Searching for Missing Syrians in Israeli Hospitals

Ahmad Obeid
Syrian Journalist
August 23, 2021
It is a little known chapter of the Syrian war: the thousands of Syrians who were treated in Israeli hospitals. Some never returned. Omran is one of them. 

This investigation is published in partnership with the Network of Iraqi Reporters for Investigative Journalism (NIRIJ).

In 50 days Mamoun traveled 200 kilometer, on foot from the countryside west of Damascus, moving from one village to the next in the province of Quneitra, passing by Daraa, until he reached the opposition group responsible for transporting the wounded from southern Syria.

Mamoun (a pseudonym) was looking for his friend Omran, who had been transferred four months earlier to receive treatment in an Israeli hospital after being wounded in early 2014. Nothing had been heard of him since.  He is not alone. Several Syrians have gone missing after entering Israeli areas to receive medical treatment while opposition forces controlled the border regions of Daraa and Quneitra. 

While searching for the disappeared in the regime’s prisons is generally futile, the process is available to some. This is not the case for those who disappeared within Israel. Finding them is virtually impossible given the sensitivity of crossing the border into what is still regarded the biggest enemy of most Arab countries.

Treatment Across the Border

Mamoun used to command a militant faction affiliated with the Free Syrian Army. One day in January 2014, in the mountainous area between Khan Al-Sheih and Beit Jin west of Damascus, they fell into an ambush by a group that had vowed allegiance to ISIS.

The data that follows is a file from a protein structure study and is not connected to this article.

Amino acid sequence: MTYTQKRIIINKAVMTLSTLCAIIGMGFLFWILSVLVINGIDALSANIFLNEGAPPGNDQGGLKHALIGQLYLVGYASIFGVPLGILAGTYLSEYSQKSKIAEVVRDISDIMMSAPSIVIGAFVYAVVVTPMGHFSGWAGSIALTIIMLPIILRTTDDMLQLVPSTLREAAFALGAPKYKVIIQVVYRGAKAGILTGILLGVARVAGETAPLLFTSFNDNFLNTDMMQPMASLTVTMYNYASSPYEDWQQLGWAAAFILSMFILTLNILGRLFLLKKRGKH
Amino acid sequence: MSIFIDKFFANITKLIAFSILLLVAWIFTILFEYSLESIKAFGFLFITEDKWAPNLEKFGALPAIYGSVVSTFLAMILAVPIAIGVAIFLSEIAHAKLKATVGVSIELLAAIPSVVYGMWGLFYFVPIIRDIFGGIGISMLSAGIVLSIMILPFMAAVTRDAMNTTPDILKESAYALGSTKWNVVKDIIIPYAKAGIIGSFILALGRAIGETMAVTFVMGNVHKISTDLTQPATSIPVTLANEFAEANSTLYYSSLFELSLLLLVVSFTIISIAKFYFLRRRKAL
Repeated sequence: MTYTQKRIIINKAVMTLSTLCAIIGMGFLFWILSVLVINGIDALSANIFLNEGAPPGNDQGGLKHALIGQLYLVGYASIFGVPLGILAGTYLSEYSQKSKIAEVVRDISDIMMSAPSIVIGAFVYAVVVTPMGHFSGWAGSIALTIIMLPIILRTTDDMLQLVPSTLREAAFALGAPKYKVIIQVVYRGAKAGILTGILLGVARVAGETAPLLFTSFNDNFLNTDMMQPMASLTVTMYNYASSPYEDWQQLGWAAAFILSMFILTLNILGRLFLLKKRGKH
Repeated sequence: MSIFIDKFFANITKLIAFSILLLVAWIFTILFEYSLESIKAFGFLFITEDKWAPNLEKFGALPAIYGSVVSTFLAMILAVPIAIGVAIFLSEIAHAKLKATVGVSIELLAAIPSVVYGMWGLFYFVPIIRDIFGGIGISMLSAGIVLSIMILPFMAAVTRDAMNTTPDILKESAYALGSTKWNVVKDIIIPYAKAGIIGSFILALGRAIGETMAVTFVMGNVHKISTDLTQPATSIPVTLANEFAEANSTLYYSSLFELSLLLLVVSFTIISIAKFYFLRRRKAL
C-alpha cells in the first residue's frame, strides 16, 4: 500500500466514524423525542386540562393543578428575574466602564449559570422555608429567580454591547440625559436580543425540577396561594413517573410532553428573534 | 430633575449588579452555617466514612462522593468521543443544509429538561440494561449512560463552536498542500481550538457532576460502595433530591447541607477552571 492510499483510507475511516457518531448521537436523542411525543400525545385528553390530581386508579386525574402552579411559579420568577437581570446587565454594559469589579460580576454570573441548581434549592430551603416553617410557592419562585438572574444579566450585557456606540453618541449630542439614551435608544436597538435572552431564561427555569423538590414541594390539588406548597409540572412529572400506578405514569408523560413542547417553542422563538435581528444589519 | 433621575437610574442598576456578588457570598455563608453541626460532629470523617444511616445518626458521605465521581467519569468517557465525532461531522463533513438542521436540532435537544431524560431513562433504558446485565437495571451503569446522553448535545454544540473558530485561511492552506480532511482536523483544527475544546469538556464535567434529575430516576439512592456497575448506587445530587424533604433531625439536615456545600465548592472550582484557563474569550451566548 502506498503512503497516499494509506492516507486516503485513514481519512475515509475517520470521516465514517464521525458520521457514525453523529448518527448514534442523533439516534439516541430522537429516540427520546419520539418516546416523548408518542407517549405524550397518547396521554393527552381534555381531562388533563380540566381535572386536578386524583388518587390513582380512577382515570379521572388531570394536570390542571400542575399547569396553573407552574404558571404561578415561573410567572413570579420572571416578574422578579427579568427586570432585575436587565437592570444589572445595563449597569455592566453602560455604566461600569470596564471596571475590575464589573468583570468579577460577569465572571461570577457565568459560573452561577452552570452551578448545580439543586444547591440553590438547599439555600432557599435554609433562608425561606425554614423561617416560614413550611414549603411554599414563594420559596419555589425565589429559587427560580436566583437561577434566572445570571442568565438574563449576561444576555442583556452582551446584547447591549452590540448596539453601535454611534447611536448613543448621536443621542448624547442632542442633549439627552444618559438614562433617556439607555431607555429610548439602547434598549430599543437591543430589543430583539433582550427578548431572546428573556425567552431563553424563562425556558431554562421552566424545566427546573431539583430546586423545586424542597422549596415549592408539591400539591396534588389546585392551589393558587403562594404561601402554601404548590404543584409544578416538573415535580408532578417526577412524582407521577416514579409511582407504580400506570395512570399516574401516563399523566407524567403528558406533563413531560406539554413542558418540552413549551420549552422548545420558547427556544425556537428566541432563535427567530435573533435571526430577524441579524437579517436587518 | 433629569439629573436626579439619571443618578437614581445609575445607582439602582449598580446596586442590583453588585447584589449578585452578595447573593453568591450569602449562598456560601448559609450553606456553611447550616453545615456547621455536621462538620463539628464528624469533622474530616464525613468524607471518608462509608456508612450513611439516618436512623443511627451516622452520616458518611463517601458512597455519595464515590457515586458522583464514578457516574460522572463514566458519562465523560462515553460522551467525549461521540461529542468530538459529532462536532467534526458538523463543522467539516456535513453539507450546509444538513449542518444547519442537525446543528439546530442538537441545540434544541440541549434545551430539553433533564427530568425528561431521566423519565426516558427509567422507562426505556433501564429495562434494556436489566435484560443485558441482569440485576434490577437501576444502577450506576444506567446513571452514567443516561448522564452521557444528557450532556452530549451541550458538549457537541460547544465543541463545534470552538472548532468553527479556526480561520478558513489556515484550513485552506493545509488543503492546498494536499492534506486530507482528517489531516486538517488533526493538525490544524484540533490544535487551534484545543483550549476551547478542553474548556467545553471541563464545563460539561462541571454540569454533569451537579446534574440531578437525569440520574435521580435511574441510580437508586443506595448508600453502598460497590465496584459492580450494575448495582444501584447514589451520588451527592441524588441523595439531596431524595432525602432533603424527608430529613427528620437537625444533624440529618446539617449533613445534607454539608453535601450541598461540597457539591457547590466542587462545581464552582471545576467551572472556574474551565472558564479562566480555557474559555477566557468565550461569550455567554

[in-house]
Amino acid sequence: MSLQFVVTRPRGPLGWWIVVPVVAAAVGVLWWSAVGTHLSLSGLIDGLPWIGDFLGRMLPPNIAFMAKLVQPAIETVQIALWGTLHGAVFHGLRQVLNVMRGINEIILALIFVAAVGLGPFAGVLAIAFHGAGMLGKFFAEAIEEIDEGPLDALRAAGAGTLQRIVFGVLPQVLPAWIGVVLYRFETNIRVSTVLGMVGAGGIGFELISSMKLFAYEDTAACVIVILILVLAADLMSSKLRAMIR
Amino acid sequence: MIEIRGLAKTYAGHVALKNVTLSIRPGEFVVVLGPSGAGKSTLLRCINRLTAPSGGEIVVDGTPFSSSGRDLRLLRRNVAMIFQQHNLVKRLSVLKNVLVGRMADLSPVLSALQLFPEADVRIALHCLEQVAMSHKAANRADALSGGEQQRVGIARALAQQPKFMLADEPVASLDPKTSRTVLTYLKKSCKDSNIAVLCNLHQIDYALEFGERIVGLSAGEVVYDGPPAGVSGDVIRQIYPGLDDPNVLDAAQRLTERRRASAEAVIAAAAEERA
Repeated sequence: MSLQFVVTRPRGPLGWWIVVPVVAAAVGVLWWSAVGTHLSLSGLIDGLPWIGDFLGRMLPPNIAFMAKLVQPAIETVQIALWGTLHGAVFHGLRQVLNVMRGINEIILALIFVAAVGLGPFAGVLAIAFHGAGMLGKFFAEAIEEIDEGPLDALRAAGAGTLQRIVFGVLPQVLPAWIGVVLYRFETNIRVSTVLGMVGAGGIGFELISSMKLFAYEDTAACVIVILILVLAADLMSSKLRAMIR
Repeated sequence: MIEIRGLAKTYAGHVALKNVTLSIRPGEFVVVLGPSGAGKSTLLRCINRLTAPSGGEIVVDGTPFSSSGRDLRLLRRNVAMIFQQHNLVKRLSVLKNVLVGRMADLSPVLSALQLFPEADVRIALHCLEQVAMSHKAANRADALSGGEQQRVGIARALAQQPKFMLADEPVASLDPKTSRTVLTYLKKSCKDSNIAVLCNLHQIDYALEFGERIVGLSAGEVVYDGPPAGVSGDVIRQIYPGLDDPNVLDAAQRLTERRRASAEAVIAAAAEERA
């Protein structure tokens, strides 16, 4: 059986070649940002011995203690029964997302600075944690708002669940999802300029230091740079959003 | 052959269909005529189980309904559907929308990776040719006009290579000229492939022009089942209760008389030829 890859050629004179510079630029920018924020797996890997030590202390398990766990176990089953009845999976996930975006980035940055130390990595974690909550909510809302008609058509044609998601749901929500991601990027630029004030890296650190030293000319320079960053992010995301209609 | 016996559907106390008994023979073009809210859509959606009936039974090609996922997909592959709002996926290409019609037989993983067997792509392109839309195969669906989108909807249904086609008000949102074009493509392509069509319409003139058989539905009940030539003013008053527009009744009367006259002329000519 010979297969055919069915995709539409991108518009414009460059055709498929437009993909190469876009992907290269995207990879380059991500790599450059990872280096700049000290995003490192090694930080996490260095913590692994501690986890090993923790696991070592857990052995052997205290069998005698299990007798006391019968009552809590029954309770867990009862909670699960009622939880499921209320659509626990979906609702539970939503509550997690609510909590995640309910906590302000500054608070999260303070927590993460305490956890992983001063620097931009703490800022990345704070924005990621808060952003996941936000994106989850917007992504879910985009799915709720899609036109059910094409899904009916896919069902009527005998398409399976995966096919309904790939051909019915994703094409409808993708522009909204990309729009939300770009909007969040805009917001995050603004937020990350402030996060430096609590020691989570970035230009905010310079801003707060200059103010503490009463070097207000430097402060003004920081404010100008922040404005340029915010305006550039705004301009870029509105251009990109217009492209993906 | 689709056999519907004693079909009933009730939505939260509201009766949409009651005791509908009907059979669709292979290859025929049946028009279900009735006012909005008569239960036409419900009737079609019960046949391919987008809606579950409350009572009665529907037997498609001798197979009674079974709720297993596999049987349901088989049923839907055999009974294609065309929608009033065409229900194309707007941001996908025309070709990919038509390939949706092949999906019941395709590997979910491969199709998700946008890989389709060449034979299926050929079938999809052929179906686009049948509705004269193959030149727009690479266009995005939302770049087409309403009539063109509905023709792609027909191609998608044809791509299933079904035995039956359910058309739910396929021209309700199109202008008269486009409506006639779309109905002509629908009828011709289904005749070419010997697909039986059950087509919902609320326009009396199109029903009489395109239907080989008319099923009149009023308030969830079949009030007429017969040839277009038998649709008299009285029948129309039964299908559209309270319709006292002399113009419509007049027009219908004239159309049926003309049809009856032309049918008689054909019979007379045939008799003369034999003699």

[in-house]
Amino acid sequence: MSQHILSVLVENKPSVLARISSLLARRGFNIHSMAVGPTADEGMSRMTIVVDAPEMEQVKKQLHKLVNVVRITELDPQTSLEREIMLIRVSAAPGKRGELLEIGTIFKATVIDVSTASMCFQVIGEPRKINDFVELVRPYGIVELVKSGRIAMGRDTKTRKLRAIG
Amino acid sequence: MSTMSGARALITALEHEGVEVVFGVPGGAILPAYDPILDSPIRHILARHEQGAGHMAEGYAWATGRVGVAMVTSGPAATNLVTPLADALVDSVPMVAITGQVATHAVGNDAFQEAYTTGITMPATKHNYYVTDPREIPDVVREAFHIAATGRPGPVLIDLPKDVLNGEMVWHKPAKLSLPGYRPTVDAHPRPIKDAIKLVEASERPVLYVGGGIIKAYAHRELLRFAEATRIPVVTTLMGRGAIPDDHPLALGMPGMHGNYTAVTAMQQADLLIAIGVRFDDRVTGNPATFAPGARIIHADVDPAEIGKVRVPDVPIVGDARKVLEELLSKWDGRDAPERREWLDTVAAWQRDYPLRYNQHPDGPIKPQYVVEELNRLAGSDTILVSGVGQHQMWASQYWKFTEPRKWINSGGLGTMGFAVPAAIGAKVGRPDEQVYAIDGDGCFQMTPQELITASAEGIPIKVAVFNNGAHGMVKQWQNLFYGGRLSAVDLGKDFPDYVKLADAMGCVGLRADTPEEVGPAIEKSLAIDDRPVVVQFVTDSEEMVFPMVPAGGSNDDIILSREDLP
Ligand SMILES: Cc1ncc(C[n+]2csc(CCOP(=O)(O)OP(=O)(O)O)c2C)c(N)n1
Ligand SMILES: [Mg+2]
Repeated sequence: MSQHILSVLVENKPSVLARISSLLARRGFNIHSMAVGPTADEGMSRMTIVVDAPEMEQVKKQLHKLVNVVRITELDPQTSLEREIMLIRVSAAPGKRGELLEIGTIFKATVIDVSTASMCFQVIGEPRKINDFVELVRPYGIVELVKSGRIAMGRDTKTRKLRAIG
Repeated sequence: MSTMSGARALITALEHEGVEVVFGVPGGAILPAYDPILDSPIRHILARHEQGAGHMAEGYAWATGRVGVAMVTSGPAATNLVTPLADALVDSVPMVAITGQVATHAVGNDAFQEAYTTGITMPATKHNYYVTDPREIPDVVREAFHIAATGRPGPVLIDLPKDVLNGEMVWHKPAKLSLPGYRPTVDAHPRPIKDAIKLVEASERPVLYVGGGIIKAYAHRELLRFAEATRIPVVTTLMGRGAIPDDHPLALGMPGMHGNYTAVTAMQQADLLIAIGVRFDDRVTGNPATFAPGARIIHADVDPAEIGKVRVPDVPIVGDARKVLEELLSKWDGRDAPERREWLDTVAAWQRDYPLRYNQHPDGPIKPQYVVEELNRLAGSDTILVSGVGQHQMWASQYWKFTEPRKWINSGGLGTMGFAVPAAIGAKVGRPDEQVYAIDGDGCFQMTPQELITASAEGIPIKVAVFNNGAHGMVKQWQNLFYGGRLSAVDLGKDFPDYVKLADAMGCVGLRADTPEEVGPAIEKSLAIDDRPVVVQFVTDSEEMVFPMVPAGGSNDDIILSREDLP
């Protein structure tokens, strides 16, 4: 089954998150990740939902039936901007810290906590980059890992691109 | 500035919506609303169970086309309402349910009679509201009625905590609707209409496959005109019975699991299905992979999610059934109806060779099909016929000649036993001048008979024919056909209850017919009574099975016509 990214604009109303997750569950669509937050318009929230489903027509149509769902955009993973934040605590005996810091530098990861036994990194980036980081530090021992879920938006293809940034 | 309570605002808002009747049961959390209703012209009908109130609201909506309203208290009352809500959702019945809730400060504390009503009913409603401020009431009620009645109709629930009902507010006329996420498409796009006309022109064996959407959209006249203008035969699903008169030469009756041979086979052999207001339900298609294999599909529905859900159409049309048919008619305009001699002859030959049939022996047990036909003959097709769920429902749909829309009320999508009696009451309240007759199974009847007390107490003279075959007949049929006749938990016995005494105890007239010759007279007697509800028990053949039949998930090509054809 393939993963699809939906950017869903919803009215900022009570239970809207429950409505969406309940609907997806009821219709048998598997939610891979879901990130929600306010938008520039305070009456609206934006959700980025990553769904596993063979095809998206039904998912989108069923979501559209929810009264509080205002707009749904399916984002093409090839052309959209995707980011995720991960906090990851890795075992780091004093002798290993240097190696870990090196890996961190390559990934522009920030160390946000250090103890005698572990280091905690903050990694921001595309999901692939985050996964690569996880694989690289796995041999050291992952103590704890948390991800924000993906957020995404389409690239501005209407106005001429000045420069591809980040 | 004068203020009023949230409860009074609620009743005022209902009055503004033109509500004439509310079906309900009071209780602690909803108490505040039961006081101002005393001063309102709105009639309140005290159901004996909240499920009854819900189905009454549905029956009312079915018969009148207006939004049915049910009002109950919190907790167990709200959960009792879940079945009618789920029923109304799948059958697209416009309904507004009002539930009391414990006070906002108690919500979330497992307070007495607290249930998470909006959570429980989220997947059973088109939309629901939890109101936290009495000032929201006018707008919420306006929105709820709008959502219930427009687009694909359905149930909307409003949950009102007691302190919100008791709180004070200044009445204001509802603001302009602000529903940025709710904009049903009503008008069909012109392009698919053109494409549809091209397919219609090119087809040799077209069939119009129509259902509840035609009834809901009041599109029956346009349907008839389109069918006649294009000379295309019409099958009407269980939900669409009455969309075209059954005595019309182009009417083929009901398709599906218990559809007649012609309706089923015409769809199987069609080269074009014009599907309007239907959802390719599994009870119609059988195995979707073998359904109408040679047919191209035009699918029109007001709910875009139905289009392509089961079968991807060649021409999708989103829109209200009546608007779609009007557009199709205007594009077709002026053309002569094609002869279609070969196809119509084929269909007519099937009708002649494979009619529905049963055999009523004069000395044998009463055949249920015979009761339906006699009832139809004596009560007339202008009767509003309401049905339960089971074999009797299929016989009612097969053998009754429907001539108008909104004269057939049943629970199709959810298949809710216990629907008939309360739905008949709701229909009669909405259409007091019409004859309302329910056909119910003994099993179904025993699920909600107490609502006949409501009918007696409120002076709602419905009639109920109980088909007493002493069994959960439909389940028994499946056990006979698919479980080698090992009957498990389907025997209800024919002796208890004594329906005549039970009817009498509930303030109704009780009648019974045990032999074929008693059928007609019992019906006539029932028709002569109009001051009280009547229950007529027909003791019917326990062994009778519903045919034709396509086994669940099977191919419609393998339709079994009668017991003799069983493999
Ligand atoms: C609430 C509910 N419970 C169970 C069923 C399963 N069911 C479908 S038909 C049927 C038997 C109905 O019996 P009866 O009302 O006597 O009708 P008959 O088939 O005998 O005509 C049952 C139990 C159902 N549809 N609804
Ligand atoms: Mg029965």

He and his men managed to escape unscathed, except for Omran, who was shot and fractured his femur (thighbone). Unfortunately, the nearby field hospitals were not able to perform surgery on the young man in his twenties, who had defected from the Syrian army to join the opposition, while his family remained in an area under regime control. 

The only way to save Omran was to amputate his leg, which Mamoun refused. He decided to send him to an Israeli hospital, using a group responsible for transporting the wounded over rocky smuggling routes.

Omran was taken from the village of Beit Jinn, via the town of Deir Makir, to Al-Danaja, a village near Daraa in the far south of Syria, where he was handed to yet another group before crossing into Israeli territory. This is where the last contact took place. Omran called Mamoun. 

“’We will cross the border tonight, a hospital agreed to receive my case, and they told me the trip wouldn’t be long,’” said Mamoun. “Those were the last words I heard from Omran before he crossed the border on January 16, 2014.” 

Israeli Field Hospital 

On February 16, 2013, the Israeli Ministry of Foreign Affairs first acknowledged the reception of seven wounded Syrians at the border.  

“Their reception was an isolated incident that took place for humanitarian reasons,” said Israeli Deputy Prime Minister Moshe Ya’alon at the time. “And this does not reflect any change in the Israeli position not wanting to interfere in the Syrian conflict. And this does not mean welcoming any possible influx of refugees.”